Permits a food to be labeled as bioengineered only in accordance with regulations promulgated by the secretary. Requires those regulations to: (A) prohibit any express or implied claim that a food is or is not safer or of higher quality solely based on whether the food is or is not bioengineered; (B) determine the amounts of a bioengineered substance that may be present in food in order for the food to be labeled as a bioengineered food; (C) establish a process for requesting and granting a determination regarding other factors and conditions under which a food may be labeled as bioengineered food; (D) exclude food served in a restaurant or similar establishment; and (E) require an appropriate person to disclose food that is subject to the mandatory standard either through a statement made on the labeling or by means other than the labeling, including through call centers, the Internet, websites, social media, scannable images or codes, or other similar technologies.

Prohibits a state or political subdivision of a state from directly or indirectly establishing or continuing for a food in interstate commerce any requirement relating to the labeling or disclosure of whether the food is bioengineered for food that is subject to a bioengineered food labeling standard that is not identical to the legislation’s mandatory standard.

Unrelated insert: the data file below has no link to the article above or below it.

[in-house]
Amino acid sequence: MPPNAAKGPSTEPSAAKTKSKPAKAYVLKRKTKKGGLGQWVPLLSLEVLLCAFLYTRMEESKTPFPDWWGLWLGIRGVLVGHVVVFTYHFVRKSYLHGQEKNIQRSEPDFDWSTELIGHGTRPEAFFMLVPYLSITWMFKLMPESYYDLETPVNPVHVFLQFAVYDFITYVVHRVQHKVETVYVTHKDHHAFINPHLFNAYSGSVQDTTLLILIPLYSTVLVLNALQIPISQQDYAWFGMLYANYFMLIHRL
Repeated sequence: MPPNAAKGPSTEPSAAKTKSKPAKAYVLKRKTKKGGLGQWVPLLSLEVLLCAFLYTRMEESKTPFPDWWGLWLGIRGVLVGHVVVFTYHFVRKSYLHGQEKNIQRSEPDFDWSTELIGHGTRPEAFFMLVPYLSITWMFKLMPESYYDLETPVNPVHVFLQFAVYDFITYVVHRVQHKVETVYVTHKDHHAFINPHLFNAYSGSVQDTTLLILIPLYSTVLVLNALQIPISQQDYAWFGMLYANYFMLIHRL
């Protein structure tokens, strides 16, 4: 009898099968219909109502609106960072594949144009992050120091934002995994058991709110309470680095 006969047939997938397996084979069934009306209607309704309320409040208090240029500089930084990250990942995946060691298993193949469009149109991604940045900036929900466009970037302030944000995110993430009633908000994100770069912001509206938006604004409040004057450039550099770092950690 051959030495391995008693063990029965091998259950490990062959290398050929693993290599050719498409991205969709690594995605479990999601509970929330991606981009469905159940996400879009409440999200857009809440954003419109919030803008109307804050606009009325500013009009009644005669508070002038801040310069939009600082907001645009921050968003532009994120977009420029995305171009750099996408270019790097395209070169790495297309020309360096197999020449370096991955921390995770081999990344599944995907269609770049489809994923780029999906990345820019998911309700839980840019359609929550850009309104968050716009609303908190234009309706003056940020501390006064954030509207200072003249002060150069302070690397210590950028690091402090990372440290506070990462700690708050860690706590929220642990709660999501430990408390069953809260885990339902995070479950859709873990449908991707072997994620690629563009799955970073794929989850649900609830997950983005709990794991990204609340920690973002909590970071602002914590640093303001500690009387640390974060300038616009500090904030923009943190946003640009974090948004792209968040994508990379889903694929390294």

Prohibits a person from knowingly failing to make a required disclosure. Requires recordkeeping to demonstrate compliance. Provides the secretary with examination and audit, but not recall, authority.

Section 295 – Federal preemption

Prohibits a state or political subdivision of a state from directly or indirectly establishing or continuing for a food or seed in interstate commerce any requirement relating to the labeling of whether a food (including food served in a restaurant or similar establishment) or seed is genetically engineered or was developed or produced using genetic engineering, including any requirement for claims that a food or seed is or contains an ingredient that was developed or produced using genetic engineering.

Administration Position

The administration has not issued a Statement of Administration Policy at this time.

Cost

While CBO has not issued a formal cost report at this time, CBO has determined that the substitute amendment will not affect direct spending.

Amendments

The amendment situation is unclear at this time.